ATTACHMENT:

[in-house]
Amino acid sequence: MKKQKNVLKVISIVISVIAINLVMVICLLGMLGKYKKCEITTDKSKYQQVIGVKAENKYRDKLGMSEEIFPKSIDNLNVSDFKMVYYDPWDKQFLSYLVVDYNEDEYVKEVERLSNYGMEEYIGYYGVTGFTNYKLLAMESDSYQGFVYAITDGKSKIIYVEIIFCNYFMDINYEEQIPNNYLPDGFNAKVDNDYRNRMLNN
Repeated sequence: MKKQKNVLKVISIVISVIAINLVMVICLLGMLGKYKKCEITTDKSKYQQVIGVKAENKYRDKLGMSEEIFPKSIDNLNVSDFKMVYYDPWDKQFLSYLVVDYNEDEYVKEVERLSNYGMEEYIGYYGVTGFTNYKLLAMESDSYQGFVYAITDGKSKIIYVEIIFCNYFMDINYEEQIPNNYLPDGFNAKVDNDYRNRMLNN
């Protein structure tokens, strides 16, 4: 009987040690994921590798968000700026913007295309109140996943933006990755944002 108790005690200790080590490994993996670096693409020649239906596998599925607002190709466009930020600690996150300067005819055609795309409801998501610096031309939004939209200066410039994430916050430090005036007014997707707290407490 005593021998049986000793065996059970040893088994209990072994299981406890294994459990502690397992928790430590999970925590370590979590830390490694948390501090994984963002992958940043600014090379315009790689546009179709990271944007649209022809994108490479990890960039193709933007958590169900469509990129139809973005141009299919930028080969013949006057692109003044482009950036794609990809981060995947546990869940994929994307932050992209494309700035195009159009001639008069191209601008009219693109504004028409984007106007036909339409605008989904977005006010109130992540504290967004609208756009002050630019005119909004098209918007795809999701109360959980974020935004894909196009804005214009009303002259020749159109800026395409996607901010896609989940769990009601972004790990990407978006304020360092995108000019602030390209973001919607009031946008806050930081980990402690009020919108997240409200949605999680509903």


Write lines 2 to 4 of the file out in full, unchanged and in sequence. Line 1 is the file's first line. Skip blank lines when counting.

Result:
Amino acid sequence: MKKQKNVLKVISIVISVIAINLVMVICLLGMLGKYKKCEITTDKSKYQQVIGVKAENKYRDKLGMSEEIFPKSIDNLNVSDFKMVYYDPWDKQFLSYLVVDYNEDEYVKEVERLSNYGMEEYIGYYGVTGFTNYKLLAMESDSYQGFVYAITDGKSKIIYVEIIFCNYFMDINYEEQIPNNYLPDGFNAKVDNDYRNRMLNN
Repeated sequence: MKKQKNVLKVISIVISVIAINLVMVICLLGMLGKYKKCEITTDKSKYQQVIGVKAENKYRDKLGMSEEIFPKSIDNLNVSDFKMVYYDPWDKQFLSYLVVDYNEDEYVKEVERLSNYGMEEYIGYYGVTGFTNYKLLAMESDSYQGFVYAITDGKSKIIYVEIIFCNYFMDINYEEQIPNNYLPDGFNAKVDNDYRNRMLNN
């Protein structure tokens, strides 16, 4: 009987040690994921590798968000700026913007295309109140996943933006990755944002 108790005690200790080590490994993996670096693409020649239906596998599925607002190709466009930020600690996150300067005819055609795309409801998501610096031309939004939209200066410039994430916050430090005036007014997707707290407490 005593021998049986000793065996059970040893088994209990072994299981406890294994459990502690397992928790430590999970925590370590979590830390490694948390501090994984963002992958940043600014090379315009790689546009179709990271944007649209022809994108490479990890960039193709933007958590169900469509990129139809973005141009299919930028080969013949006057692109003044482009950036794609990809981060995947546990869940994929994307932050992209494309700035195009159009001639008069191209601008009219693109504004028409984007106007036909339409605008989904977005006010109130992540504290967004609208756009002050630019005119909004098209918007795809999701109360959980974020935004894909196009804005214009009303002259020749159109800026395409996607901010896609989940769990009601972004790990990407978006304020360092995108000019602030390209973001919607009031946008806050930081980990402690009020919108997240409200949605999680509903």